Now that the program delivers food into the beleaguered working class community rather than requiring students go to cafeterias for summer meals, the Benton Harbor Area School District has fed hundreds more students, according to Ricardo Carter, general manager for the district's food service provider SodexoMAGIC.

Nationally, school meal participation overall increased by 85% during the pandemic, according to a 2021 survey by the School Nutrition Association.

"Before, it was 'you've got to be at the table, we feed you that way,'" said Carter, who reported serving far more students in need under the relaxed rules. "I think going back to congregate meals would be a ridiculous mistake."

Ginger Culp, an art teacher at Round Lake Area Schools, north of Chicago, picked up lunches for her daughter and a neighbor's child. She said she's seen hungry kids in her classroom and worries about free meals going away.

"I think it's going to be a challenge for people who have very heavily relied on it," Culp said.

After more than two years of federally funded meals, Colleen Pacatte, superintendent of Illinois School District 56 worries the middle-income, suburban Chicago district will have to fund school meals for everyone, or ask parents to pay for lunches themselves.

"How do I explain that to a family?" she said.

"It doesn't matter to them who took the money away," she said. "They just know the meals aren't there."

(Reporting by Christopher Walljasper and Brendan O'Brien; Editing by Caroline Stauffer and Aurora Ellis)

Huge emergency operation under way after building collapse in Miami

(Reuters) - More than 80 fire and rescue units were on the scene of a partial building collapse in Miami, the Miami-Dade county Fire Rescue Department said in a tweet early Thursday. While there were no official confirmations of death or injury so far, ABC News said eight people had been hospitalized and CBS reported that at least one person has died. An image posted on Miami Beach Police's Twitter account showed a tangle of rubble with debris spilling down from what was left of the balconies of the building in the darkness. Eyewitness video obtained by Reuters showed neighbours gathering acro...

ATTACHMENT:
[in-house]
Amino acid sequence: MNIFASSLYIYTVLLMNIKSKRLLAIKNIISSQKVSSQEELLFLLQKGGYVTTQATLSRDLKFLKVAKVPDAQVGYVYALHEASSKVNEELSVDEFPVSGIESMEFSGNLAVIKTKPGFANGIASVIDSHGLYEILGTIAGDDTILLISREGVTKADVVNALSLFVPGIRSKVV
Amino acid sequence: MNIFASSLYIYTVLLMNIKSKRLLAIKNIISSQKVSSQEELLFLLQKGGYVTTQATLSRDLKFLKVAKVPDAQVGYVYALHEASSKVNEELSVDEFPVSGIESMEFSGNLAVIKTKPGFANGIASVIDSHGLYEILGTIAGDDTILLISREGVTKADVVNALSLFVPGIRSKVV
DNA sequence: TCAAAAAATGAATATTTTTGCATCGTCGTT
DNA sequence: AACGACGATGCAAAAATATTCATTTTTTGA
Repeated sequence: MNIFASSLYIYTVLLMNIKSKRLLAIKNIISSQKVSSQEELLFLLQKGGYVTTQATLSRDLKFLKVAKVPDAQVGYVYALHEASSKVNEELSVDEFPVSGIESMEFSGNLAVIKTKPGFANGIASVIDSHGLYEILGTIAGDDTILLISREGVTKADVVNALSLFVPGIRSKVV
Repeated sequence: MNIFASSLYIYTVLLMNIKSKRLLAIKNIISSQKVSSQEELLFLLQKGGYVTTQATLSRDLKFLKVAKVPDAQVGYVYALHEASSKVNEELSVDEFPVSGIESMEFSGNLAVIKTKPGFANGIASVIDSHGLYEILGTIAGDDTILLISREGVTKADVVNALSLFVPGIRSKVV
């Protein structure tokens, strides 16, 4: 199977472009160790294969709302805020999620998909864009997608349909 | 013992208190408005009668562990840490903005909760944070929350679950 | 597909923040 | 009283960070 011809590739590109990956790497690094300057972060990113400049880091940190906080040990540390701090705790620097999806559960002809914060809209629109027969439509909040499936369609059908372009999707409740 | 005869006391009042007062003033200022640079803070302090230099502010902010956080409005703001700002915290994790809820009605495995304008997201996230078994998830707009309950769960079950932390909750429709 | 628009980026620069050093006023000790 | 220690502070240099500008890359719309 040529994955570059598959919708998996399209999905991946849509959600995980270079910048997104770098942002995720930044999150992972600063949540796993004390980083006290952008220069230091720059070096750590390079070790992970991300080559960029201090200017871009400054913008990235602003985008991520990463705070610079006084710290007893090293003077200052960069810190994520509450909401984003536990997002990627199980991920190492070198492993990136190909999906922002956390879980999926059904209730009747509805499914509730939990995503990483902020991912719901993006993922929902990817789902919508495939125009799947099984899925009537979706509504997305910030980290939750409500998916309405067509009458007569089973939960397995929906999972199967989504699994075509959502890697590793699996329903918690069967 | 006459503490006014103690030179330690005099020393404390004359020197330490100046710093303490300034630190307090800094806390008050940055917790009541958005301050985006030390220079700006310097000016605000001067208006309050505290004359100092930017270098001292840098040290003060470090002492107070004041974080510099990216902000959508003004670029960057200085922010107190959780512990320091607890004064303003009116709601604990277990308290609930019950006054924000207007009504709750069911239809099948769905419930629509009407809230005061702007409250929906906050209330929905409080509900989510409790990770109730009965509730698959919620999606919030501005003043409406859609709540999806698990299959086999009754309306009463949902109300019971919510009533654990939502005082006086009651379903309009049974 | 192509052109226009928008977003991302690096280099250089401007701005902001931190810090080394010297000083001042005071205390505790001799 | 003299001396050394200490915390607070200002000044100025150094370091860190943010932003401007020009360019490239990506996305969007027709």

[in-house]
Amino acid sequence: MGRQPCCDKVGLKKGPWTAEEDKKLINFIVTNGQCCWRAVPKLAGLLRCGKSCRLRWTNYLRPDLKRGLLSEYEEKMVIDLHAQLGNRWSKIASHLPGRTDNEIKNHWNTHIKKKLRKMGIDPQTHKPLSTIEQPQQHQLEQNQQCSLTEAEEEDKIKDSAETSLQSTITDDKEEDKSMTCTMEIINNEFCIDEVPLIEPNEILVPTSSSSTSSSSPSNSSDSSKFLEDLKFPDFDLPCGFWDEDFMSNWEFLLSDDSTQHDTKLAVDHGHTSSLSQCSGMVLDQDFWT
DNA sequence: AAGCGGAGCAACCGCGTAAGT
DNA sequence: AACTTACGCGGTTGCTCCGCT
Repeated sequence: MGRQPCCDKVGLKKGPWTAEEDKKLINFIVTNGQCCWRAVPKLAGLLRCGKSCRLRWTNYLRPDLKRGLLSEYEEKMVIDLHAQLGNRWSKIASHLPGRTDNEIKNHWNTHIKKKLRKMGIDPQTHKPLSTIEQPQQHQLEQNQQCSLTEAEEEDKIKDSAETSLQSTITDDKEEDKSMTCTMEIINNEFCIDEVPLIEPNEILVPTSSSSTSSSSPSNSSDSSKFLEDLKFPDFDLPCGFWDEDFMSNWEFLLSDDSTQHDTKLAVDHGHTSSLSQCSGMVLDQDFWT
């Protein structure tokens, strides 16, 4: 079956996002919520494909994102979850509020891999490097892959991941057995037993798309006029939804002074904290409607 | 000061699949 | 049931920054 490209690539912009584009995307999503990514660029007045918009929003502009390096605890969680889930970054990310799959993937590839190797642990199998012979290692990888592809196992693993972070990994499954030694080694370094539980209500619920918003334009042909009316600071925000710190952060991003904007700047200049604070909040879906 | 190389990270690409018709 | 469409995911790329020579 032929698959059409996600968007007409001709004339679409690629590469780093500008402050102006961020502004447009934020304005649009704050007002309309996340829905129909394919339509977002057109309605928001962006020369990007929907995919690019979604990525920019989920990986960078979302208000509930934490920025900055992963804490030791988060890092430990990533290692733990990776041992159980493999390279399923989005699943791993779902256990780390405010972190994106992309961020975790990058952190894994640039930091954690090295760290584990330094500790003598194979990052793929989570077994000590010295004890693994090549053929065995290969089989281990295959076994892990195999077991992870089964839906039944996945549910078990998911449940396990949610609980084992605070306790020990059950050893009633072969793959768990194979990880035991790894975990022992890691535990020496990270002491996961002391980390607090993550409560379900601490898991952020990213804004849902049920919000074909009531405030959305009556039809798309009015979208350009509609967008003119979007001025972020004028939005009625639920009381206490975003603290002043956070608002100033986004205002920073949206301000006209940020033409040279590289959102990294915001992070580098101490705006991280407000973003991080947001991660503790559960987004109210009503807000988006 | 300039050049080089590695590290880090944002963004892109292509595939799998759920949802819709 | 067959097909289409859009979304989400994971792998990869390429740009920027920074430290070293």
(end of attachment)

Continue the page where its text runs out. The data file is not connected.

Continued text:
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US Representative Tom Reed accused of sexual misconduct: Washington Post

WASHINGTON (Reuters) - Republican U.S. Representative Tom Reed, who has been mulling a challenge to Democratic New York Governor Andrew Cuomo, has been accused of sexual misconduct by a former insurance company lobbyist, the Washington Post reported on Friday. Nicolette Davis, who now serves in the U.S. military, told the newspaper that in 2017 Reed inappropriately placed his hand on her during a "networking trip" in Minneapolis. "A drunk congressman is rubbing my back," the newspaper quoted Davis texting a co-worker at the time. "HELP HELP." "This account of my actions is not accurate," Reed ...

US television host Larry King dies at age 87: CNN

WASHINGTON (Reuters) - U.S. broadcaster Larry King, 87, has died, CNN reported on Saturday. (Reporting by Susan Heavey and Scott Malone)

China takes parting shot at 'lying and cheating' Pompeo

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Pentagon to Lift Ban on Transgender Service Members